Press release: Census shows continued decline in research-active clinical academic staffing levels
Numbers published today by the Dental Schools Council indicate a concerning decline in the number of clinical academics on the Research & Scholarship pathway. Numbers are now at an all-time low of 344 Full-Time Equivalents (FTE) across the UK’s 18 publicly funded dental schools. Concerns are raised about difficulties in recruitment to these posts and the lack of research experience for trainees coming through the clinical academic pathway.
This is in a context of four new dental schools and expanding student numbers. Many schools have responded creatively to this through an increase in the number of appointments to Teaching & Scholarship roles. In 2015, these roles number 239 FTE, some 60% higher than five years ago and now making up 41% of all clinical academics.
Other key findings of the survey are:
- The majority of funding for dental clinical academic posts is from the four Higher Education Funding Councils (74%).
- Nearly one third of clinical academic dentists are specialists in restorative dentistry (28%).
- Half of the clinical academic workforce is aged under 46.
- Women make up 41% of the clinical academic workforce. There are more women Lecturers than men (57%) for the first time, although women remain under represented at Professorial grade (20%).
Professor Callum Youngson, Chair of the Dental Schools Council, said:
‘A key role of dental schools is to provide education which is grounded in research. This academic basis is just as essential for the majority of graduates who will go into general dental practice as it is for those who will go into academia. We are now risking the balance necessary to produce graduates with the skills needed for a profession which is always changing. As well as this, the loss of research-active expertise at the early career stage will in time mean a lack of such expertise at the later stages, including in leadership positions.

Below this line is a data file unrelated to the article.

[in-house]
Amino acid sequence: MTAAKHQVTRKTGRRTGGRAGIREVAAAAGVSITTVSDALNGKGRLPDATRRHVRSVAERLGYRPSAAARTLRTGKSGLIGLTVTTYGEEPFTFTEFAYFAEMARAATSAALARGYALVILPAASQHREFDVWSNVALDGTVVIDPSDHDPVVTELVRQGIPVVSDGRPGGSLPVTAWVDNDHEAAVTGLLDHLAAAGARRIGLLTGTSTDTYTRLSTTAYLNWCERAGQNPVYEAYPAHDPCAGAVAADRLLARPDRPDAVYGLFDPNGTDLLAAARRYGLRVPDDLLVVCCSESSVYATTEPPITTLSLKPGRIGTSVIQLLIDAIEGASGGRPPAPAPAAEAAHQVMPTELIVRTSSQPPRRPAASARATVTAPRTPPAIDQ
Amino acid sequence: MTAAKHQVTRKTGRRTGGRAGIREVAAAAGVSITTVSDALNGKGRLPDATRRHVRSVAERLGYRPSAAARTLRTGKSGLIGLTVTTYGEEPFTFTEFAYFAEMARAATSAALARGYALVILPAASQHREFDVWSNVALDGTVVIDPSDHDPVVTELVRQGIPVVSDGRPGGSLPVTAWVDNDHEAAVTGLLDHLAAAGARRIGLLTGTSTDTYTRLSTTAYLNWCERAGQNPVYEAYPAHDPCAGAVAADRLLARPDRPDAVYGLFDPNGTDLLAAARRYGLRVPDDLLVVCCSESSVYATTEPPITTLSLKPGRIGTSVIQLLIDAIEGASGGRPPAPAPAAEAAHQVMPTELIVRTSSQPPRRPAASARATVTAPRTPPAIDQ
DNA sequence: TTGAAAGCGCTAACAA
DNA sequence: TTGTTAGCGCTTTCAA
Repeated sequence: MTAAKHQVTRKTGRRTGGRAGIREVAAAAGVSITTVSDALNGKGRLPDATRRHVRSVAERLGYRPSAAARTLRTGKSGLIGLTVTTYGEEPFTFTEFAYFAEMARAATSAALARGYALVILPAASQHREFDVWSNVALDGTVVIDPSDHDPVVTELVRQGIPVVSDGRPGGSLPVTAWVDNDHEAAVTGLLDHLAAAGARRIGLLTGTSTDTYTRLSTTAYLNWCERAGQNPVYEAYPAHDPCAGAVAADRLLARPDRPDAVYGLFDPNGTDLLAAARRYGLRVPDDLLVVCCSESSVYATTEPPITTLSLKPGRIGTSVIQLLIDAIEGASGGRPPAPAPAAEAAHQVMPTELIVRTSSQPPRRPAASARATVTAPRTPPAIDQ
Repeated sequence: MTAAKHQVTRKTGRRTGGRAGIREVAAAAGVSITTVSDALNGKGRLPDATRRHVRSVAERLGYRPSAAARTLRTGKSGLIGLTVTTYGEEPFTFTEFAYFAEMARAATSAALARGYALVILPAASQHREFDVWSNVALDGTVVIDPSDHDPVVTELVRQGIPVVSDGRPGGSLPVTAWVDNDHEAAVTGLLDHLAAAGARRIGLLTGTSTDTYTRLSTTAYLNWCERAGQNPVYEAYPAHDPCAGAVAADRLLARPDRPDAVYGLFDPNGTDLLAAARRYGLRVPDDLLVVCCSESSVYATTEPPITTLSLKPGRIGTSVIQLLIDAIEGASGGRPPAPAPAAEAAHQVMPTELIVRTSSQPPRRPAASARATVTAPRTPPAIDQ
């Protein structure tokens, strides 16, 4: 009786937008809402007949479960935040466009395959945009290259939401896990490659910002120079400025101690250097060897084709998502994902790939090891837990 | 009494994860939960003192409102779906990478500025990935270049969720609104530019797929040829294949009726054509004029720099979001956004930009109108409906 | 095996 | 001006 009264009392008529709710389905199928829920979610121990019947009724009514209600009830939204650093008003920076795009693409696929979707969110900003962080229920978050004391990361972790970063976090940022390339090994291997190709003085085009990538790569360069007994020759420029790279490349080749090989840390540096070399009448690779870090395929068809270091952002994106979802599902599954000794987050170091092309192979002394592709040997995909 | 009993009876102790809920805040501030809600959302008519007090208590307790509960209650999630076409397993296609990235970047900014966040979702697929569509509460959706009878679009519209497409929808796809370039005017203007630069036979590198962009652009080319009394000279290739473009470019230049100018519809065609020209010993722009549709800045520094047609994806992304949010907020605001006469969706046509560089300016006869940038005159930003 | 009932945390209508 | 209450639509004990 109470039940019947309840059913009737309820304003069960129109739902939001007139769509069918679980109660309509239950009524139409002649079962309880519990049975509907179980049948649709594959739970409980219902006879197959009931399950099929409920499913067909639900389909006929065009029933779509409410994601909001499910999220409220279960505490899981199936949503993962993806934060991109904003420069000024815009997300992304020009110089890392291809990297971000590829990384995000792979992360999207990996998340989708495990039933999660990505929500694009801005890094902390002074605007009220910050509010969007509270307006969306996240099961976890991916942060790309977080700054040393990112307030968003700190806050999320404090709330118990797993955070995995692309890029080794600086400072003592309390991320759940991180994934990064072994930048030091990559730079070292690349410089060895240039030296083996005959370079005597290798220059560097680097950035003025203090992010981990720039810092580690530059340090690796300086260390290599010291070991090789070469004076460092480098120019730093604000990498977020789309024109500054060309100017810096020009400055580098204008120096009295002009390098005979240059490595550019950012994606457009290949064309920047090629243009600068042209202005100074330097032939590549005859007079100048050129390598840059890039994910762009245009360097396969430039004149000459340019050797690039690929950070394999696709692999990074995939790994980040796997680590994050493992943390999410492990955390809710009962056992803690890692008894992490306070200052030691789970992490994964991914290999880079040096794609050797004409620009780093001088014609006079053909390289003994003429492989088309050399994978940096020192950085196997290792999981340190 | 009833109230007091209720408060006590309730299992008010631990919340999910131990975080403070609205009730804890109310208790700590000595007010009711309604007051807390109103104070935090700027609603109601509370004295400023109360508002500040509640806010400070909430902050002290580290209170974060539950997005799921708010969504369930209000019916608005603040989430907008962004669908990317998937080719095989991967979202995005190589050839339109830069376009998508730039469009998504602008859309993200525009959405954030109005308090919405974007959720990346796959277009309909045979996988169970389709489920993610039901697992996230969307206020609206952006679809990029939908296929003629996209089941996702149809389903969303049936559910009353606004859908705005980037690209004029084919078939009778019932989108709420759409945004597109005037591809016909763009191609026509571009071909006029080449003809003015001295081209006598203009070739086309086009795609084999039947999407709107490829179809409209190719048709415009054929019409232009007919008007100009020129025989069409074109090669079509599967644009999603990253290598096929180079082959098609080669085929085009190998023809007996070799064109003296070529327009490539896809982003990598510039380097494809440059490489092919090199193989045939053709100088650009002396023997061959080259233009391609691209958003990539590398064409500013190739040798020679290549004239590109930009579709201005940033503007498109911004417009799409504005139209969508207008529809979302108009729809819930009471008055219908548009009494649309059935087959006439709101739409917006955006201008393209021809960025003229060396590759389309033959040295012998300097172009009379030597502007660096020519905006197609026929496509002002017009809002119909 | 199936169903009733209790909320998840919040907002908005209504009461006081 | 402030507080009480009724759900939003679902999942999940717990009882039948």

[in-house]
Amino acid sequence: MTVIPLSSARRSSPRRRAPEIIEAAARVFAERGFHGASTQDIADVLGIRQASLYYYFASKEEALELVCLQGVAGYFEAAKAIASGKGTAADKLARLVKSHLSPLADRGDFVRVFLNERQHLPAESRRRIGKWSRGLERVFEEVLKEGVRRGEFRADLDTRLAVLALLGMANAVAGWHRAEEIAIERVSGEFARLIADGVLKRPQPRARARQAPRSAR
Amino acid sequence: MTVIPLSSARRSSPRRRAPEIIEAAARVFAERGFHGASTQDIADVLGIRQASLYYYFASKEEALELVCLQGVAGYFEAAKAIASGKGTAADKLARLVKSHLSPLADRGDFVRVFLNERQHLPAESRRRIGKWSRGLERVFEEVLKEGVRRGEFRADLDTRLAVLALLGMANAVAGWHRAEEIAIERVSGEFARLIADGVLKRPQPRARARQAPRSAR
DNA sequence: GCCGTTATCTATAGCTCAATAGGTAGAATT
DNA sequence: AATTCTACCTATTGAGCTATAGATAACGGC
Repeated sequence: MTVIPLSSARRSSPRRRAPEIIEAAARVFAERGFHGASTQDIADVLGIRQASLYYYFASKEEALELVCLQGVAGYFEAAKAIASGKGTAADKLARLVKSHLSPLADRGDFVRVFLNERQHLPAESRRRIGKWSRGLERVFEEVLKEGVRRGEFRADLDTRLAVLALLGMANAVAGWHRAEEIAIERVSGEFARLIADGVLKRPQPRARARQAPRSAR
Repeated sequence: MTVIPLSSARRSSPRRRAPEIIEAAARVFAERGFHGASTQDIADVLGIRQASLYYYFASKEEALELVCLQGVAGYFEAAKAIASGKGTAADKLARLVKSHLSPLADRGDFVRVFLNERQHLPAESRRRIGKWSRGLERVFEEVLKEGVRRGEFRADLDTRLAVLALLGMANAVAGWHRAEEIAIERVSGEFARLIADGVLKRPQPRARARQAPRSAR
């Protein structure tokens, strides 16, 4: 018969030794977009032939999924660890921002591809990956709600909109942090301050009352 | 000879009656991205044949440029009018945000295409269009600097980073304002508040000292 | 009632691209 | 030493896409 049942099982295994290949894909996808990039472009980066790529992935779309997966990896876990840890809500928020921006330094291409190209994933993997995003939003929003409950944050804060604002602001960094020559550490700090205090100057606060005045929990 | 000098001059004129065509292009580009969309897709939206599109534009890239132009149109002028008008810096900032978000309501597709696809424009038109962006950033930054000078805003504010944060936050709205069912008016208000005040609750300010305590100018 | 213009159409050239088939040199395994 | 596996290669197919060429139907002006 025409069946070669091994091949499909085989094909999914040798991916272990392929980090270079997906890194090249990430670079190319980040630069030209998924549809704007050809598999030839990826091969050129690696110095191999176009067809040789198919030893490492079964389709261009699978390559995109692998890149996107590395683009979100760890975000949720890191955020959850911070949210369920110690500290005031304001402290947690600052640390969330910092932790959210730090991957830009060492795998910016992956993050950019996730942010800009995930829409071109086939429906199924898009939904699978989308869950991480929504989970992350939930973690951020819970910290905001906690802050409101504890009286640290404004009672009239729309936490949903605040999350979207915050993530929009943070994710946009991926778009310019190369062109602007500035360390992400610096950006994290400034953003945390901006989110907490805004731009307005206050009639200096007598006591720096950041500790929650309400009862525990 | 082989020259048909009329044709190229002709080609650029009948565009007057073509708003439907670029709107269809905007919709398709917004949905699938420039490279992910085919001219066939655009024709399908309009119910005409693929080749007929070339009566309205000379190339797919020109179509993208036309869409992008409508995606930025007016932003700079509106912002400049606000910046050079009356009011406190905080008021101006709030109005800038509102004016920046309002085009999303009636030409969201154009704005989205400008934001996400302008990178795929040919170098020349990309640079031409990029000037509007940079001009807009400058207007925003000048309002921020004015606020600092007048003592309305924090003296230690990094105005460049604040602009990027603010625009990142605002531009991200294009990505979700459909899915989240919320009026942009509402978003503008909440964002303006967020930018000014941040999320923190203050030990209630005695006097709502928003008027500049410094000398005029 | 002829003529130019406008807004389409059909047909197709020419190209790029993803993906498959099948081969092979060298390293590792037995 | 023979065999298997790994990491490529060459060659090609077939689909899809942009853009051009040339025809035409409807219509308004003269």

‘It is essential for the profession that we avoid this potential imbalance. What’s required is increased incentives to the Research & Scholarship pathway of clinical academia undertaking oral and dental research. Dental schools should be at the forefront of this while encouraging a broader cross-sector effort to inspire young dentists to careers in academic research.
‘However, this should not overshadow the report’s positive news that women are now at a greater number and proportion of the clinical academic team than ever before. It is vital to the continued quality of clinical academic dentistry that all barriers to the best candidates’ entering the system are found and removed. Initiatives like Athena SWAN have provided excellent impetus for this and we look forward to the considerable work there remains to do in this area.’
The survey can be accessed online here:
Notes to editors:
- This is the 14th data update to be published by the Dental Schools Council since 2000. 18 dental schools returned data on clinical academic grade, specialty, percentage full-time, source of funding, age, gender and ethnicity for each individual in post as at 31 July 2015.
- For the purpose of the Dental Schools Council survey, a dental clinical academic is defined as someone who;
- has full registration with the General Dental Council
- holds a substantive contract of employment with the university
- holds an honorary or formal A+B clinical contract with the NHS
- The Dental Schools Council is the authoritative voice of the Heads and Deans of the University Dental Schools across the United Kingdom. The Council is currently chaired by Professor Callum Youngson, Head of School of Dentistry, University of Liverpool. Its Chief Executive is Dr Katie Petty-Saphon.
- For more information please contact: Edward Knight, Senior Communications Officer, on 020 7419 5427
- For further information about the work of the Dental Schools Council please see www.dentalschoolscouncil.ac.uk.